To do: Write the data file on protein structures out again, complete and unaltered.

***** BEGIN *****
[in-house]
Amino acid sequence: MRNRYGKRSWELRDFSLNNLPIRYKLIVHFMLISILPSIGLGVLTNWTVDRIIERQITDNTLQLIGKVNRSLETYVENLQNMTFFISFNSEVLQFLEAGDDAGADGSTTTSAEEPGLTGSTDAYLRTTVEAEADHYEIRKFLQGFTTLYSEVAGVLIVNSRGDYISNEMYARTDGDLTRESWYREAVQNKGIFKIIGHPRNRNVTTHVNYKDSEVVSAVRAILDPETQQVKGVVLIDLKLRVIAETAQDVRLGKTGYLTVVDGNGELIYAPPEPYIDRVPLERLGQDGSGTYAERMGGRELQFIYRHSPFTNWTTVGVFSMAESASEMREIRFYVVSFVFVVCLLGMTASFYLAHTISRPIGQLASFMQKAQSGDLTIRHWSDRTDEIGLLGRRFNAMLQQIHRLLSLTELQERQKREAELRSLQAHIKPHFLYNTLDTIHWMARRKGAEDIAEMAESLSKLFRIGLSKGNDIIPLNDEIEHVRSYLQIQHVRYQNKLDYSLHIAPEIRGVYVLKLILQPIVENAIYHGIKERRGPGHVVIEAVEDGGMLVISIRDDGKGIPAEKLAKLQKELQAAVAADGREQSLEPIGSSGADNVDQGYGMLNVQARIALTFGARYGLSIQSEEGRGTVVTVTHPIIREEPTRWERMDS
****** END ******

[in-house]
Amino acid sequence: MRNRYGKRSWELRDFSLNNLPIRYKLIVHFMLISILPSIGLGVLTNWTVDRIIERQITDNTLQLIGKVNRSLETYVENLQNMTFFISFNSEVLQFLEAGDDAGADGSTTTSAEEPGLTGSTDAYLRTTVEAEADHYEIRKFLQGFTTLYSEVAGVLIVNSRGDYISNEMYARTDGDLTRESWYREAVQNKGIFKIIGHPRNRNVTTHVNYKDSEVVSAVRAILDPETQQVKGVVLIDLKLRVIAETAQDVRLGKTGYLTVVDGNGELIYAPPEPYIDRVPLERLGQDGSGTYAERMGGRELQFIYRHSPFTNWTTVGVFSMAESASEMREIRFYVVSFVFVVCLLGMTASFYLAHTISRPIGQLASFMQKAQSGDLTIRHWSDRTDEIGLLGRRFNAMLQQIHRLLSLTELQERQKREAELRSLQAHIKPHFLYNTLDTIHWMARRKGAEDIAEMAESLSKLFRIGLSKGNDIIPLNDEIEHVRSYLQIQHVRYQNKLDYSLHIAPEIRGVYVLKLILQPIVENAIYHGIKERRGPGHVVIEAVEDGGMLVISIRDDGKGIPAEKLAKLQKELQAAVAADGREQSLEPIGSSGADNVDQGYGMLNVQARIALTFGARYGLSIQSEEGRGTVVTVTHPIIREEPTRWERMDS